The UK is facing a housing shortage – something not lost on Government, which has recently unveiled funding packages worth billions to housebuilders, as it pursues an increasingly ambitious target of building one million new homes by 2020.
It’s challenges in delivering against this target are multiple. Planning red-tape and availability of sites are by default, contributing factors. But the most acute problem is people and more specifically the availability of skilled workers.
The UK Commission for Employment and Skills (2012) suggests that in order to meet the 250,000 homes target, 434,000 new recruits will be needed between 2010 and 2020 just to replace the retiring workforce.
It is not encouraging then, that according to the Department for Business, Innovation and Skills (DBIS), the 2015/16 academic year saw only 24,850 students enrolled into construction related apprenticeships.
All of this is of course before Brexit. Data from the Office for National Statistics (ONS) and the Organisation for Economic Co-operation and Development (OECD) suggests around 10 per cent of the UK construction sector’s workforce are foreign-born.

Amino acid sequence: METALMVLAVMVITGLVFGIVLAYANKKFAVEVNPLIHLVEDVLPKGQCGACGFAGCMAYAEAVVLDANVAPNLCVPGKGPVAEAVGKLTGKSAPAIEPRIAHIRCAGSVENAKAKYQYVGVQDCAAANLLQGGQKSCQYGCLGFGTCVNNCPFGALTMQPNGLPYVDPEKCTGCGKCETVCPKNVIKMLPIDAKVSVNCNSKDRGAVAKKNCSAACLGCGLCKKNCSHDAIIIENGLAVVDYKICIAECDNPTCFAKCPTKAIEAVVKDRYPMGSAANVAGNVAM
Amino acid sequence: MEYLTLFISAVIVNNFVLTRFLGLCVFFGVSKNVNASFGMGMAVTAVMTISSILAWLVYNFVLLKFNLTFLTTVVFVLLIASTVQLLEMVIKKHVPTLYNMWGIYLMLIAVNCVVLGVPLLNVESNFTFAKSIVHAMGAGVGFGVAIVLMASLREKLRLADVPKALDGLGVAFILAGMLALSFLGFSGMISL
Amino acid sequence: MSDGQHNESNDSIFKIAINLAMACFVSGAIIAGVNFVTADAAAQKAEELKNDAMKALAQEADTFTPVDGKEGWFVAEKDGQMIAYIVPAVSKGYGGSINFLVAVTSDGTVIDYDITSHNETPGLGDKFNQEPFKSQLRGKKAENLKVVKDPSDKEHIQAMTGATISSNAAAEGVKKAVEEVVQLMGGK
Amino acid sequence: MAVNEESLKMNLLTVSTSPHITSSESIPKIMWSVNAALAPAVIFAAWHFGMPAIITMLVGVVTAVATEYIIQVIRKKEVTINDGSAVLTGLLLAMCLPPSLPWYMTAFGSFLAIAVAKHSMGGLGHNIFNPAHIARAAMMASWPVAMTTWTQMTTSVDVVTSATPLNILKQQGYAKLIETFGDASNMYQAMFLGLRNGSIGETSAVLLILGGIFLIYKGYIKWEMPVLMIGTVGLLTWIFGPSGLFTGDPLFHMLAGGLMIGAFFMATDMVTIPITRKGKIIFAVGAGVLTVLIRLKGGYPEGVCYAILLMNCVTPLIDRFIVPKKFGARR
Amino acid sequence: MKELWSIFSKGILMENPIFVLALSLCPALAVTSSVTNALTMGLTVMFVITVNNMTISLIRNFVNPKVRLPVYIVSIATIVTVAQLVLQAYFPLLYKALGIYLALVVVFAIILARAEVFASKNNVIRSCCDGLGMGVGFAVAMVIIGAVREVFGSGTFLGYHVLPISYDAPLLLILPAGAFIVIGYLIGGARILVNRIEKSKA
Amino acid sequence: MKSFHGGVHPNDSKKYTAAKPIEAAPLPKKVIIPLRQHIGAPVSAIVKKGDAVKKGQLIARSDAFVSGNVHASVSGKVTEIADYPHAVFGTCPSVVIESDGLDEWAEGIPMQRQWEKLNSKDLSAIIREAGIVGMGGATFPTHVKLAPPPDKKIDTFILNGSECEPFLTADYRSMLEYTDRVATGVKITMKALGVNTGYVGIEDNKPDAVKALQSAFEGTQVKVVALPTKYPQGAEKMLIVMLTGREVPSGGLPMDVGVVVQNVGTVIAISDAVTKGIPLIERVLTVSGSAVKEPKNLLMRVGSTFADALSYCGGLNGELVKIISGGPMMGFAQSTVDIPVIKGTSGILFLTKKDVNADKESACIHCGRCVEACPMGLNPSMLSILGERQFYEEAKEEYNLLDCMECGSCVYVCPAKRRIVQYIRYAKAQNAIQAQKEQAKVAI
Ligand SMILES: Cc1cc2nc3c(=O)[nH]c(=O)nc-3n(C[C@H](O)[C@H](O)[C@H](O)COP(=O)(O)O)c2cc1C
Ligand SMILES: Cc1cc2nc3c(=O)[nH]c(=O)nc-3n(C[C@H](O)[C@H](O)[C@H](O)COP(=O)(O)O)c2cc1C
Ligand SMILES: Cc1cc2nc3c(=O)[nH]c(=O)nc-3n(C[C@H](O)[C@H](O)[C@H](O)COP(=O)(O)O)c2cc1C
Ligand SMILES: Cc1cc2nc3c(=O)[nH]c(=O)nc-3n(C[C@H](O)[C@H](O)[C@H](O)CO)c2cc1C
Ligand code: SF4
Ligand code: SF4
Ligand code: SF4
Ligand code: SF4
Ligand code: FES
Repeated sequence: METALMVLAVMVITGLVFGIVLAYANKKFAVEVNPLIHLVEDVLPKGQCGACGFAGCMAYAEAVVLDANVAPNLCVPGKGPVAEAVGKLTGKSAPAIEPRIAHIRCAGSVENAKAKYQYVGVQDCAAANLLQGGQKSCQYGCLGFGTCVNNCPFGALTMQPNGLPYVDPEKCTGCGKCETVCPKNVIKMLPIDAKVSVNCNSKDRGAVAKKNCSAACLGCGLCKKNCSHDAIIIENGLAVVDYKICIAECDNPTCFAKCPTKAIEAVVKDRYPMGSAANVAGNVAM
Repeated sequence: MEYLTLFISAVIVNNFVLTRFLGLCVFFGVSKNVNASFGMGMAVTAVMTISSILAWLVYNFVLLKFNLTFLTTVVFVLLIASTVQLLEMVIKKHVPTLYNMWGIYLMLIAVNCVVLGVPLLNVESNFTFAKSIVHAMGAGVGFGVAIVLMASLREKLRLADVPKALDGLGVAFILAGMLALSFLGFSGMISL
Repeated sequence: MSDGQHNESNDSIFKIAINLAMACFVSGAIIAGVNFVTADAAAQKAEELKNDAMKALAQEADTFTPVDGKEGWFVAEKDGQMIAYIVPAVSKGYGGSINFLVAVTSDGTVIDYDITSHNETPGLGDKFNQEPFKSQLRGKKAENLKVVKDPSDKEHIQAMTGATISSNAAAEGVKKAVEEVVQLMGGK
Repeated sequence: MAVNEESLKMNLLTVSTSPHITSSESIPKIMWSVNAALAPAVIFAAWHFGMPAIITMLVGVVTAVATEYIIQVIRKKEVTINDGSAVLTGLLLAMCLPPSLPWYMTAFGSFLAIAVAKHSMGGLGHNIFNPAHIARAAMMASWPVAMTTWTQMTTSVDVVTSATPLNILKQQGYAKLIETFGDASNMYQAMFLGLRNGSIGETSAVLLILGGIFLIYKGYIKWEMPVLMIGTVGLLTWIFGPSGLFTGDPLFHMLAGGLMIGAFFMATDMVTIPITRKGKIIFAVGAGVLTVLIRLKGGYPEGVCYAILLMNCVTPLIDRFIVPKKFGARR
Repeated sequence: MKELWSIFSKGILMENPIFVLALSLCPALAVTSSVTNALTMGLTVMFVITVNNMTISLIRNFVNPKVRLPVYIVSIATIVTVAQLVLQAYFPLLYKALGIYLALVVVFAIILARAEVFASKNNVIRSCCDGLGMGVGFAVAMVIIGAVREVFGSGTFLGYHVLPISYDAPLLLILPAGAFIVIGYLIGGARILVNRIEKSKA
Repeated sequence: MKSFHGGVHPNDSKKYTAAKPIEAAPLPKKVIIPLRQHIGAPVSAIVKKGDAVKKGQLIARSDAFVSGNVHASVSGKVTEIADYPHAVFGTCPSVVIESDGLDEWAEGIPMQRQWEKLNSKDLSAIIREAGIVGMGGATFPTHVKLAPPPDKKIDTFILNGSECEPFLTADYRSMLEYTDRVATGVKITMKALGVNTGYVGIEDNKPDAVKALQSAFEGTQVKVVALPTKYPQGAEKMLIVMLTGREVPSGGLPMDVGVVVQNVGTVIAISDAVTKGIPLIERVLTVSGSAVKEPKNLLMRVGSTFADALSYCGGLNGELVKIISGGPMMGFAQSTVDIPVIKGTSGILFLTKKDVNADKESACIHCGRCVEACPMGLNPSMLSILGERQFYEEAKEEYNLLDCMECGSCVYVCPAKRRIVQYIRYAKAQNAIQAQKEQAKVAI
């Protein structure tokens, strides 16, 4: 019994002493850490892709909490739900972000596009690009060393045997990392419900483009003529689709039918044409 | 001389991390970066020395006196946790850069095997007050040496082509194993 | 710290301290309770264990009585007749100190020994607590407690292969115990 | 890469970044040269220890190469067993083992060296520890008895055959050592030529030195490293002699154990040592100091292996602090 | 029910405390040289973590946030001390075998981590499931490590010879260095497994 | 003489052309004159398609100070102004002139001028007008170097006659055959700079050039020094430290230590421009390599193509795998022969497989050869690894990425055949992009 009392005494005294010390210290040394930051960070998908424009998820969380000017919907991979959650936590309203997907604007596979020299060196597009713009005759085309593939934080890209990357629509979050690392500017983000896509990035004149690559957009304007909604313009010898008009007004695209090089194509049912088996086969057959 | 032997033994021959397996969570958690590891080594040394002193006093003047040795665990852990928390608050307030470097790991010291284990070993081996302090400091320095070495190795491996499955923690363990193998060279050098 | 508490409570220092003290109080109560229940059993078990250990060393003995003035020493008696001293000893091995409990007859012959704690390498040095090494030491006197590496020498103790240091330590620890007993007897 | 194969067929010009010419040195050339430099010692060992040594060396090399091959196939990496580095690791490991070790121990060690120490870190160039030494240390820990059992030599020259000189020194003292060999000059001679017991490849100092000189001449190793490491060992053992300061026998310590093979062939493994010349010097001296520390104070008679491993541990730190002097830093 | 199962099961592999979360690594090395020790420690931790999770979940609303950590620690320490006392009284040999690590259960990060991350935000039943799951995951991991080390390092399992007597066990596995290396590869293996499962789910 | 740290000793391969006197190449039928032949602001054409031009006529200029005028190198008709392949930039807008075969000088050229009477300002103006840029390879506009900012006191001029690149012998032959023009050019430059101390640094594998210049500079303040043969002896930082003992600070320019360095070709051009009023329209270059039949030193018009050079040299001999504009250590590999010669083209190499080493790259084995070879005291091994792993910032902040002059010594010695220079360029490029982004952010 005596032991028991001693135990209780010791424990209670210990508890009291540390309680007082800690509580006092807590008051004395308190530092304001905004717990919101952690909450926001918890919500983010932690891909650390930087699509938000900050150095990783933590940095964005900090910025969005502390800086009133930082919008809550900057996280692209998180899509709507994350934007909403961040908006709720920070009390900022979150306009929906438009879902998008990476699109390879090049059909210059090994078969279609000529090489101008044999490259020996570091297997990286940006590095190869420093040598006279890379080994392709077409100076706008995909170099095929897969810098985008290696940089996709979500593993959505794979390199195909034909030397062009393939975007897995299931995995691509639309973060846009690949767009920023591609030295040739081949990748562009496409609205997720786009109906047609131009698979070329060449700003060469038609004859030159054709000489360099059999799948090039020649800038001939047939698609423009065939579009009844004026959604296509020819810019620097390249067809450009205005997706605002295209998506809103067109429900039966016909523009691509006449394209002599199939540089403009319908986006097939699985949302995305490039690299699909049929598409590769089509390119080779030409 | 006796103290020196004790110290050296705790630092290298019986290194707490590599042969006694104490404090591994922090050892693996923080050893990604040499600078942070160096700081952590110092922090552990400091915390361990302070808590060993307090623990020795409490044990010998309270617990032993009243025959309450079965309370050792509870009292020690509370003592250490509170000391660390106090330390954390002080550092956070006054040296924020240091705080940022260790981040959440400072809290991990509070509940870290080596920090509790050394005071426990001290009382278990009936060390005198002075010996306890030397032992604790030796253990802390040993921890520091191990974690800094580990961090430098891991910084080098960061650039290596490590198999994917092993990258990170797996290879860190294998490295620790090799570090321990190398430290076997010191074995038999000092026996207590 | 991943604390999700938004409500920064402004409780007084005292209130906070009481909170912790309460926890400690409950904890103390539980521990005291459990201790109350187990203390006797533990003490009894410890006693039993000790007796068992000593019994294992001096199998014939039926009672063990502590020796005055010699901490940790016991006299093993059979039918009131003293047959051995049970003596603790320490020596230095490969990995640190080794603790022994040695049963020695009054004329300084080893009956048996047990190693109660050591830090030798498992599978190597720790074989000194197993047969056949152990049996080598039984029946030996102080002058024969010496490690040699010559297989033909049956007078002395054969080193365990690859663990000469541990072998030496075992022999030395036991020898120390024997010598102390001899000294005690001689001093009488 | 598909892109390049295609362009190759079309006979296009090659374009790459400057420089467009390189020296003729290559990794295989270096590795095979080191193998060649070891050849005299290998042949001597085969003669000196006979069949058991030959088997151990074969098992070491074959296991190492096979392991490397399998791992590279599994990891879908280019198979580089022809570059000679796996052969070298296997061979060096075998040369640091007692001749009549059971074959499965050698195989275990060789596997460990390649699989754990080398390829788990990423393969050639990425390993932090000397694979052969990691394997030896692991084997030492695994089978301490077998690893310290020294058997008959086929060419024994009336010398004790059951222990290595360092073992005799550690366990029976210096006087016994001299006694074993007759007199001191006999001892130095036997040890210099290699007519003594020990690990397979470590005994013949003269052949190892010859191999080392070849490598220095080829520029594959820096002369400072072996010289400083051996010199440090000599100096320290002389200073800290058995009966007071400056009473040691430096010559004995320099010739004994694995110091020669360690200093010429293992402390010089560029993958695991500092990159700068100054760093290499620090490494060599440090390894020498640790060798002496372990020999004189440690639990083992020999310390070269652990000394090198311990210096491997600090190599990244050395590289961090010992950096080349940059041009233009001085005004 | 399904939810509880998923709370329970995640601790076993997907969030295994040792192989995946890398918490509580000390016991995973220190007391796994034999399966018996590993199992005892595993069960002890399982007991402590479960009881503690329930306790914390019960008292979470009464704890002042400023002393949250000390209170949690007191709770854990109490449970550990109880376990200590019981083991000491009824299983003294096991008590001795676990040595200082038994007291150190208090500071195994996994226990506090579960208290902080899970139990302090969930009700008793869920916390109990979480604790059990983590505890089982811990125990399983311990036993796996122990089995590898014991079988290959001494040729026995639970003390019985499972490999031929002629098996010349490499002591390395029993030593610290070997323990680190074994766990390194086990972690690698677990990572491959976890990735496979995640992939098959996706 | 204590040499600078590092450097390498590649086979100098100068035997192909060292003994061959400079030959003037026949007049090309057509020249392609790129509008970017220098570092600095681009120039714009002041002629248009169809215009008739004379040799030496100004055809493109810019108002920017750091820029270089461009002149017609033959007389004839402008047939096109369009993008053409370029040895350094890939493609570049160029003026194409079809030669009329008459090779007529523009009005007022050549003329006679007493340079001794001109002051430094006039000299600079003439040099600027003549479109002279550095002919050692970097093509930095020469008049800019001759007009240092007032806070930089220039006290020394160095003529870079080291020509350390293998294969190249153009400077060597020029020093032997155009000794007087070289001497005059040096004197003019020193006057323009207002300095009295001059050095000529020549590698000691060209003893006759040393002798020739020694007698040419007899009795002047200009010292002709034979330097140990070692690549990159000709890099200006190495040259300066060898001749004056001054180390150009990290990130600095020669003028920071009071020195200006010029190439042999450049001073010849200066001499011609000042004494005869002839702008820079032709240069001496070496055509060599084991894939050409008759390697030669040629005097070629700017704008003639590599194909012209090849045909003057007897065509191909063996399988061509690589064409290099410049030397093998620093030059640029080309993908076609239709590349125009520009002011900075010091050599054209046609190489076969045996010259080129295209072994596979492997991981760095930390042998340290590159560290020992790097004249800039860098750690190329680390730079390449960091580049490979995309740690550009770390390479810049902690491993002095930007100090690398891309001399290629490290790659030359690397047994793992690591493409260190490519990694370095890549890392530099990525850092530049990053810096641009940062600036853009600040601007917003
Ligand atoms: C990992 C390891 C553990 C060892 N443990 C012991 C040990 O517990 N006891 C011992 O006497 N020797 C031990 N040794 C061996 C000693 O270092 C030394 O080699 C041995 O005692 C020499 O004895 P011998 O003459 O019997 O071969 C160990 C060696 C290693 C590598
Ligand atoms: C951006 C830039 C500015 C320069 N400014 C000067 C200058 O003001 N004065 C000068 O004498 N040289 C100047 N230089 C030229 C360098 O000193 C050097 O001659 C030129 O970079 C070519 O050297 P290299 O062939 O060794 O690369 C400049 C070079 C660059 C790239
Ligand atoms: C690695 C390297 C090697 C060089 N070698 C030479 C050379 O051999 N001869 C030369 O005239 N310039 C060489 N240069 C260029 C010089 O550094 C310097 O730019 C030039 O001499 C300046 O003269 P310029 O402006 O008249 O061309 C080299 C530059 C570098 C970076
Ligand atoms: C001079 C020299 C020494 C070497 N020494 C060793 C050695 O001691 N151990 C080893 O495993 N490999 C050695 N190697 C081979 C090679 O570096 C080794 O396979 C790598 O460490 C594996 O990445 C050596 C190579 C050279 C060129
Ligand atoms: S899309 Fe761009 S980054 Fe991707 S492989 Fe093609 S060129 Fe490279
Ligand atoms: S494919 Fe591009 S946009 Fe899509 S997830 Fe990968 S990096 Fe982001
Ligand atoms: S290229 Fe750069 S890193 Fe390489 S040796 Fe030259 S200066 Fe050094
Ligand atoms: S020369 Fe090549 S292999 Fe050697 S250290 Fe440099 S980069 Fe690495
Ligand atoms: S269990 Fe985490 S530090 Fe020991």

Although still an unknown quantity Brexit could be expected to lead to far stricter controls on the movement of labour into the UK and with it, the loss of a skilled, if a migrant workforce. The evidence is clear – a squeeze on the labour market risks turning a skills shortage into a crisis.
In shining a light on the UK’s skills deficit in construction and more widely, current pressures on skills and productivity, have also highlighted the importance of modern apprenticeships in delivering a solution.
Tina Robinson, HR Manager, Emplas, explains:. “There are lots of young people out there who simply haven’t had exposure to work because they haven’t had the opportunity.
“We’re fortunate enough to have a very progressive board of directors, who recognize the value that apprenticeships can deliver and the contribution that those who participate in them can bring to our business.”
According to Government figures 625,000 16-24 year-olds were registered as unemployed at the end of last year.
Emplas recruited nine apprentices in 2016 and is currently in the process of appointing a 10th as it builds its trade customer service and support offer and the skills set within its own retail business, T&K Home Improvements. This includes customer service, IT and Marketing roles as well as fitting and installation specialists.
“It’s not necessarily all about meeting demand now but getting ready to meet future demand as we move forward, making sure that our growth is sustainable by bringing the right people into the business now and developing them for the future”, says Tina.